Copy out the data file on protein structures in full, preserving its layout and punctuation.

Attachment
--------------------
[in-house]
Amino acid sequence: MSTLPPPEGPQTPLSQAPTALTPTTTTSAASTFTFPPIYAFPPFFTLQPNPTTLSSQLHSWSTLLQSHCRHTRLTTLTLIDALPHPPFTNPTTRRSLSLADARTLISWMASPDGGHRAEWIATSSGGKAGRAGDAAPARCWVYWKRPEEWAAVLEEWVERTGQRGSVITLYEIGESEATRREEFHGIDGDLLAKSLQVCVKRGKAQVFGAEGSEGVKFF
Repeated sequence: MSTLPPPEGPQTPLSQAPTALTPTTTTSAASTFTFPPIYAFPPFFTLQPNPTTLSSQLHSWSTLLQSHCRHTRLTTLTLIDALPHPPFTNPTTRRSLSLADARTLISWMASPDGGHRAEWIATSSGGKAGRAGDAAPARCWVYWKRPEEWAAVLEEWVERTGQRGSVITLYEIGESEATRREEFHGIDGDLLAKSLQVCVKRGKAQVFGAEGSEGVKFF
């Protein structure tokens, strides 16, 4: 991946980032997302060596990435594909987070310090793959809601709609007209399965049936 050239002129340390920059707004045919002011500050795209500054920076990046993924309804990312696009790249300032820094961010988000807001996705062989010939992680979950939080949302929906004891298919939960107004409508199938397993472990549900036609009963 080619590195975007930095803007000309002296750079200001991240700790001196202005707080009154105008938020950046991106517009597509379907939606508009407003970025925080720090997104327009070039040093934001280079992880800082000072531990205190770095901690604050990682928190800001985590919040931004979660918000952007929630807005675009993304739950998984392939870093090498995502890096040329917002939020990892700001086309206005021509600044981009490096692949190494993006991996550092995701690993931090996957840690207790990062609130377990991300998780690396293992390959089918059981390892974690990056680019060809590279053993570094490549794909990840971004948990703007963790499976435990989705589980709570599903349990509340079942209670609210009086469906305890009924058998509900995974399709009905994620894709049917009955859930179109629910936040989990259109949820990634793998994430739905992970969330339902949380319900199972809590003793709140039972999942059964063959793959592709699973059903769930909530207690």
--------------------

[in-house]
Amino acid sequence: MSTLPPPEGPQTPLSQAPTALTPTTTTSAASTFTFPPIYAFPPFFTLQPNPTTLSSQLHSWSTLLQSHCRHTRLTTLTLIDALPHPPFTNPTTRRSLSLADARTLISWMASPDGGHRAEWIATSSGGKAGRAGDAAPARCWVYWKRPEEWAAVLEEWVERTGQRGSVITLYEIGESEATRREEFHGIDGDLLAKSLQVCVKRGKAQVFGAEGSEGVKFF
Repeated sequence: MSTLPPPEGPQTPLSQAPTALTPTTTTSAASTFTFPPIYAFPPFFTLQPNPTTLSSQLHSWSTLLQSHCRHTRLTTLTLIDALPHPPFTNPTTRRSLSLADARTLISWMASPDGGHRAEWIATSSGGKAGRAGDAAPARCWVYWKRPEEWAAVLEEWVERTGQRGSVITLYEIGESEATRREEFHGIDGDLLAKSLQVCVKRGKAQVFGAEGSEGVKFF
């Protein structure tokens, strides 16, 4: 991946980032997302060596990435594909987070310090793959809601709609007209399965049936 050239002129340390920059707004045919002011500050795209500054920076990046993924309804990312696009790249300032820094961010988000807001996705062989010939992680979950939080949302929906004891298919939960107004409508199938397993472990549900036609009963 080619590195975007930095803007000309002296750079200001991240700790001196202005707080009154105008938020950046991106517009597509379907939606508009407003970025925080720090997104327009070039040093934001280079992880800082000072531990205190770095901690604050990682928190800001985590919040931004979660918000952007929630807005675009993304739950998984392939870093090498995502890096040329917002939020990892700001086309206005021509600044981009490096692949190494993006991996550092995701690993931090996957840690207790990062609130377990991300998780690396293992390959089918059981390892974690990056680019060809590279053993570094490549794909990840971004948990703007963790499976435990989705589980709570599903349990509340079942209670609210009086469906305890009924058998509900995974399709009905994620894709049917009955859930179109629910936040989990259109949820990634793998994430739905992970969330339902949380319900199972809590003793709140039972999942059964063959793959592709699973059903769930909530207690």